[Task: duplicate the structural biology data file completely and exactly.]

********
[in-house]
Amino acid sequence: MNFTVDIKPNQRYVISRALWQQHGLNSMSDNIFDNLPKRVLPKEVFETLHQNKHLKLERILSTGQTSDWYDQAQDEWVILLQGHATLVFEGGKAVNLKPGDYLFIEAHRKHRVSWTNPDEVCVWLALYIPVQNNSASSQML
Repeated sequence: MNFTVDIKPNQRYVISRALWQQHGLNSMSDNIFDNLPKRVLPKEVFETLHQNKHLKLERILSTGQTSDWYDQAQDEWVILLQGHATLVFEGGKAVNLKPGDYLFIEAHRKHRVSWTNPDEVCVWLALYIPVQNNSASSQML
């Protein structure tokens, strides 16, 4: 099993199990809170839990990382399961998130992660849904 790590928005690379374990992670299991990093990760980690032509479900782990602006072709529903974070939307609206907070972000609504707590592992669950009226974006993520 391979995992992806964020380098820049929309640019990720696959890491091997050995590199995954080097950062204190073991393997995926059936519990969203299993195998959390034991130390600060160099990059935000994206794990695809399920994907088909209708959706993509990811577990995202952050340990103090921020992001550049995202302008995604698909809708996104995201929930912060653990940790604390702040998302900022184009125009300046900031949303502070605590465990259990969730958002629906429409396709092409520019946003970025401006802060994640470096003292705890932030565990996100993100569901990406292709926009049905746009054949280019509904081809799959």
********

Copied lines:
[in-house]
Amino acid sequence: MNFTVDIKPNQRYVISRALWQQHGLNSMSDNIFDNLPKRVLPKEVFETLHQNKHLKLERILSTGQTSDWYDQAQDEWVILLQGHATLVFEGGKAVNLKPGDYLFIEAHRKHRVSWTNPDEVCVWLALYIPVQNNSASSQML
Repeated sequence: MNFTVDIKPNQRYVISRALWQQHGLNSMSDNIFDNLPKRVLPKEVFETLHQNKHLKLERILSTGQTSDWYDQAQDEWVILLQGHATLVFEGGKAVNLKPGDYLFIEAHRKHRVSWTNPDEVCVWLALYIPVQNNSASSQML
């Protein structure tokens, strides 16, 4: 099993199990809170839990990382399961998130992660849904 790590928005690379374990992670299991990093990760980690032509479900782990602006072709529903974070939307609206907070972000609504707590592992669950009226974006993520 391979995992992806964020380098820049929309640019990720696959890491091997050995590199995954080097950062204190073991393997995926059936519990969203299993195998959390034991130390600060160099990059935000994206794990695809399920994907088909209708959706993509990811577990995202952050340990103090921020992001550049995202302008995604698909809708996104995201929930912060653990940790604390702040998302900022184009125009300046900031949303502070605590465990259990969730958002629906429409396709092409520019946003970025401006802060994640470096003292705890932030565990996100993100569901990406292709926009049905746009054949280019509904081809799959």